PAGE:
Debra Haak successfully defended her PhD thesis in September 2019 and has been put forward to convocate Fall 2019.
Debra's graduate research with a title, The Wicked Problem of Prostitution and Sex Work Policy in Canada, seeks to reconcile divergent ideological approaches to prostitution and sex work that posit prostitution as sexual exploitation and a form of violence against women or sex work as legitimate work reflecting the exercise of agency to found a more nuanced approach to conducting and evaluating empirical work, identifying the problems associated with prostitution and sex work, and evaluating the law’s role in responding to them. She critically examines the decisions in the Bedford case and Canada’s new prostitution laws to consider how they reflect and employ the divergent ideological frames and their theoretical and normative features. Debra’s work raises concerns over the potential conflict between individual and class-based rights claims in Canada, as well as how the Charter might apply to the equality concerns of differently situated vulnerable groups.
Debra practiced commercial and insolvency litigation at Gowling WLG (previously Smith Lyons) for more than 20 years. She now applies private law thinking in her research that focuses on the role of public law in a contested public policy space.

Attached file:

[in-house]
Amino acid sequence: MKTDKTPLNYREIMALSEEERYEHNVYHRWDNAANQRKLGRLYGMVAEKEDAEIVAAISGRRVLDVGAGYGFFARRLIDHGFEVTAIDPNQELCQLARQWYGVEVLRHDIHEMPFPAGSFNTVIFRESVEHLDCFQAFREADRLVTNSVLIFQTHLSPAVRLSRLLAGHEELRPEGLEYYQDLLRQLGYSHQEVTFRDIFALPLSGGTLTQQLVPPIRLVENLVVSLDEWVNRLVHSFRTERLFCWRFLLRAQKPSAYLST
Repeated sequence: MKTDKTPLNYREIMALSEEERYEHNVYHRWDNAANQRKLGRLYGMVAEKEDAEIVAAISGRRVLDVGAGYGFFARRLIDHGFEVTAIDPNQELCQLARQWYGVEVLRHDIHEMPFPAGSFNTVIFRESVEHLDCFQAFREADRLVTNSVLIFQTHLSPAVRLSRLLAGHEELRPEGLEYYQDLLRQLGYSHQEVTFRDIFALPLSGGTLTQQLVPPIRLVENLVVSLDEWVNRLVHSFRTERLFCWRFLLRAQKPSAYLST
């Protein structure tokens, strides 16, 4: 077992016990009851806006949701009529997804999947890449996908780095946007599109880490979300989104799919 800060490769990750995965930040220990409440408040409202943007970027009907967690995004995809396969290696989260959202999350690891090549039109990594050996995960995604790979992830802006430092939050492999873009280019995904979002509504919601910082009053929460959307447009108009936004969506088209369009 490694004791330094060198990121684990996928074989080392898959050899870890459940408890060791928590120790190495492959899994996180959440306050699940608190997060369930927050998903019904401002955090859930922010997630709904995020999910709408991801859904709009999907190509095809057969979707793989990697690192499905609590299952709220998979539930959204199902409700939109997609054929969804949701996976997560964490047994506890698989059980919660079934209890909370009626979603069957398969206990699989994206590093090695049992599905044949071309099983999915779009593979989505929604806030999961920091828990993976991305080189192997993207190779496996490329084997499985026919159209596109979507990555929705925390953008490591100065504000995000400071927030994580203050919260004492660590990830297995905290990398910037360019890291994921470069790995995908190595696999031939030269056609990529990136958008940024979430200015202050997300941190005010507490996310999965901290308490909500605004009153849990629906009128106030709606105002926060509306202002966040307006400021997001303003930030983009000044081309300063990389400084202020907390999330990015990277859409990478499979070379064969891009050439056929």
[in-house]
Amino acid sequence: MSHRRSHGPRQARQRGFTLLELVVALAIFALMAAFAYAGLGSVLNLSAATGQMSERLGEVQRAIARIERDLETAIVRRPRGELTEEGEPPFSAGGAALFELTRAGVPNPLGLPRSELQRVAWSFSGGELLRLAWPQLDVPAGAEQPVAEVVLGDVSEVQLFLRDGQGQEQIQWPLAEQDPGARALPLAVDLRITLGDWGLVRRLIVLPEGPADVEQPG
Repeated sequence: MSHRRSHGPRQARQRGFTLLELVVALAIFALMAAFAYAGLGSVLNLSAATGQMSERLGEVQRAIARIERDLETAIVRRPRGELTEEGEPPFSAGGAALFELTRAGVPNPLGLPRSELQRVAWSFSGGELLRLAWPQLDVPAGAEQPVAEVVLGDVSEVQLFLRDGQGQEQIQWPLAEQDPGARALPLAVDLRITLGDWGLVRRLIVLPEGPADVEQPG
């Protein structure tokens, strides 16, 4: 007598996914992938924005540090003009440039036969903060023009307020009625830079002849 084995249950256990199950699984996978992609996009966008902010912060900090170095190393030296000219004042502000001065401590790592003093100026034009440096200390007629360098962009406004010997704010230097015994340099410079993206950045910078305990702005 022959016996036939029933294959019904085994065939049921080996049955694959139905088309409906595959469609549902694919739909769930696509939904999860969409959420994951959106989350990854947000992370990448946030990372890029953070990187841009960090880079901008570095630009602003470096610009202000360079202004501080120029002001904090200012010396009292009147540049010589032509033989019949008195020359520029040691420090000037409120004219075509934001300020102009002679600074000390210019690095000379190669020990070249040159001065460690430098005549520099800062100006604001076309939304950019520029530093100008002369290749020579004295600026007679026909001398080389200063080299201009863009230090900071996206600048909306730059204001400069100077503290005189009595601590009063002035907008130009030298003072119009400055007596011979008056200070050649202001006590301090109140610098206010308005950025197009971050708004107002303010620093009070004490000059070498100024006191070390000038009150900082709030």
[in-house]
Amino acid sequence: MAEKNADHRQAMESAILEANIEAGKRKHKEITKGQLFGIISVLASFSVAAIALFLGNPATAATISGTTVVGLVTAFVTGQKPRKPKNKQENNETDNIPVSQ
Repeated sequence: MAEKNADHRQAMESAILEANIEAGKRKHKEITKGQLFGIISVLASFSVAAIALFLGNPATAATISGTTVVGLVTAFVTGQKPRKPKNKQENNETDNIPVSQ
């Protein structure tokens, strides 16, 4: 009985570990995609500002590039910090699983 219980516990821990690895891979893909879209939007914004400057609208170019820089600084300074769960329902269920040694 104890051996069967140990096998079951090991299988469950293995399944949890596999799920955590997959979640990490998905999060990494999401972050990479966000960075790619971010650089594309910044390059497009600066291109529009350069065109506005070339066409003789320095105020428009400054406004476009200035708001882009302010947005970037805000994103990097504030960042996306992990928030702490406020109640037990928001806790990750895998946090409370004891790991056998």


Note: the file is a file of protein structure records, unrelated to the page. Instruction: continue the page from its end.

Debra holds a Master of Philosophy from the University of St Andrews, Scotland and has received the RS McLaughlin Fellowship (2016-17), Bruce C McDonald Award (2015-16) and MD Failes Graduate Fellowship in Law (2016-17).
Debra spent one court year at the Inns of Court in London, England, as the recipient of the prestigious Harold G Fox Foundation Scholarship. She marshaled for The Hon Mr. Justice John Thomas (later Baron Thomas of Cwmgiedd, Lord Chief Justice of England and Wales) and undertook pupillage rotations at each of Essex Court Chambers, Brick Court Chambers, and 4 Pump Court.
Debra was recently awarded the Queen’s University, Society of Graduate and Professional Students, John G. Freeman Faculty Excellence Award (2018/19) for her teaching at Queen’s Law, where she instructed and guest lectured in Introduction to Legal Skills, Insolvency Restructuring, Constitutional Law, Advanced Constitutional Law and Advanced Legal Research courses. Debra will be teaching Criminal Law at Osgoode Hall Law School this year.
Debera consulted to the Crown on the first constitutional challenge to new criminal laws applicable to adult prostitution in Canada. She was also interviewed on CBC and CTV, and have placed media pieces in The Globe and Mail, The National Post, and The Conversation on the subject matter of her research.
Recent Professional Achievements
“Re(de)fining Prostitution and Sex Work: Conceptual Clarity for Legal Thinking” (2019) 40 Windsor Review of Legal & Social Issues 67.
Featured Conference Presentation
“The Case of the Reasonable Hypothetical Sex Worker: Determining the Constitutionality of Canada’s New Prostitution Laws” (Law and Society Association Annual Meeting, Washington, DC, June 2019).